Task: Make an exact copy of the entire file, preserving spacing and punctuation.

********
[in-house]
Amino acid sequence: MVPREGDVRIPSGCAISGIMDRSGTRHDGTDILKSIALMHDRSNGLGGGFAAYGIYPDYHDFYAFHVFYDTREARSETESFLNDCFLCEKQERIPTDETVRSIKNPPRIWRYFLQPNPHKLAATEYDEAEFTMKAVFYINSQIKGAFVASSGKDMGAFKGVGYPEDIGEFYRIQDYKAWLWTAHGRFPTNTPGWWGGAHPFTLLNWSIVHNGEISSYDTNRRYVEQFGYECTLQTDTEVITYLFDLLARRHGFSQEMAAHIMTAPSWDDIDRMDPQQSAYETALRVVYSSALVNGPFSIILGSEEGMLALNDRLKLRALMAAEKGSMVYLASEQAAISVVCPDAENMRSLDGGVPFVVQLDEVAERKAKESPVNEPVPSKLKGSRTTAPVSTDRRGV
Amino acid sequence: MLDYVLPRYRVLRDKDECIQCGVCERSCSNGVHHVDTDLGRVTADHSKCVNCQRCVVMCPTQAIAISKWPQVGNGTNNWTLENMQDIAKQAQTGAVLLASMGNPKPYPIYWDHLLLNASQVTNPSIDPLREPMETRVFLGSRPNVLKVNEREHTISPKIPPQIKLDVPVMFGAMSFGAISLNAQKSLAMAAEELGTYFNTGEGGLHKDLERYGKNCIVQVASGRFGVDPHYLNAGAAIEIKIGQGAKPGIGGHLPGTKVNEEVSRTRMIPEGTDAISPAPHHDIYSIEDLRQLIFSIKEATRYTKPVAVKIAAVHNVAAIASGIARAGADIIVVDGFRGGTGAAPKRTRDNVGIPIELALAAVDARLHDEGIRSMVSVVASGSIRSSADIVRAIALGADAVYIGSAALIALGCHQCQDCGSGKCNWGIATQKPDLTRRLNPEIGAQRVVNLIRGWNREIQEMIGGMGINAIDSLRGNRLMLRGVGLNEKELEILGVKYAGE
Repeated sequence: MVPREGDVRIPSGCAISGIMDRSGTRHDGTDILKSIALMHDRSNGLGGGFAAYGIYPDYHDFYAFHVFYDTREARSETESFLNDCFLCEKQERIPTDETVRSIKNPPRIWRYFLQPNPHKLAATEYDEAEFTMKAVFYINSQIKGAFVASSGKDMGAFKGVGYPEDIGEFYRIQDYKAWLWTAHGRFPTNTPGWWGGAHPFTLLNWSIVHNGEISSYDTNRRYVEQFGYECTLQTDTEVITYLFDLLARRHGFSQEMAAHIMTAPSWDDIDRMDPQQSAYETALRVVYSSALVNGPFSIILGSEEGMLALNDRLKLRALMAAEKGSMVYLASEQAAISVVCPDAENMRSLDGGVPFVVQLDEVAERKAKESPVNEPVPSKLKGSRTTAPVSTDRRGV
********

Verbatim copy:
[in-house]
Amino acid sequence: MVPREGDVRIPSGCAISGIMDRSGTRHDGTDILKSIALMHDRSNGLGGGFAAYGIYPDYHDFYAFHVFYDTREARSETESFLNDCFLCEKQERIPTDETVRSIKNPPRIWRYFLQPNPHKLAATEYDEAEFTMKAVFYINSQIKGAFVASSGKDMGAFKGVGYPEDIGEFYRIQDYKAWLWTAHGRFPTNTPGWWGGAHPFTLLNWSIVHNGEISSYDTNRRYVEQFGYECTLQTDTEVITYLFDLLARRHGFSQEMAAHIMTAPSWDDIDRMDPQQSAYETALRVVYSSALVNGPFSIILGSEEGMLALNDRLKLRALMAAEKGSMVYLASEQAAISVVCPDAENMRSLDGGVPFVVQLDEVAERKAKESPVNEPVPSKLKGSRTTAPVSTDRRGV
Amino acid sequence: MLDYVLPRYRVLRDKDECIQCGVCERSCSNGVHHVDTDLGRVTADHSKCVNCQRCVVMCPTQAIAISKWPQVGNGTNNWTLENMQDIAKQAQTGAVLLASMGNPKPYPIYWDHLLLNASQVTNPSIDPLREPMETRVFLGSRPNVLKVNEREHTISPKIPPQIKLDVPVMFGAMSFGAISLNAQKSLAMAAEELGTYFNTGEGGLHKDLERYGKNCIVQVASGRFGVDPHYLNAGAAIEIKIGQGAKPGIGGHLPGTKVNEEVSRTRMIPEGTDAISPAPHHDIYSIEDLRQLIFSIKEATRYTKPVAVKIAAVHNVAAIASGIARAGADIIVVDGFRGGTGAAPKRTRDNVGIPIELALAAVDARLHDEGIRSMVSVVASGSIRSSADIVRAIALGADAVYIGSAALIALGCHQCQDCGSGKCNWGIATQKPDLTRRLNPEIGAQRVVNLIRGWNREIQEMIGGMGINAIDSLRGNRLMLRGVGLNEKELEILGVKYAGE
Repeated sequence: MVPREGDVRIPSGCAISGIMDRSGTRHDGTDILKSIALMHDRSNGLGGGFAAYGIYPDYHDFYAFHVFYDTREARSETESFLNDCFLCEKQERIPTDETVRSIKNPPRIWRYFLQPNPHKLAATEYDEAEFTMKAVFYINSQIKGAFVASSGKDMGAFKGVGYPEDIGEFYRIQDYKAWLWTAHGRFPTNTPGWWGGAHPFTLLNWSIVHNGEISSYDTNRRYVEQFGYECTLQTDTEVITYLFDLLARRHGFSQEMAAHIMTAPSWDDIDRMDPQQSAYETALRVVYSSALVNGPFSIILGSEEGMLALNDRLKLRALMAAEKGSMVYLASEQAAISVVCPDAENMRSLDGGVPFVVQLDEVAERKAKESPVNEPVPSKLKGSRTTAPVSTDRRGV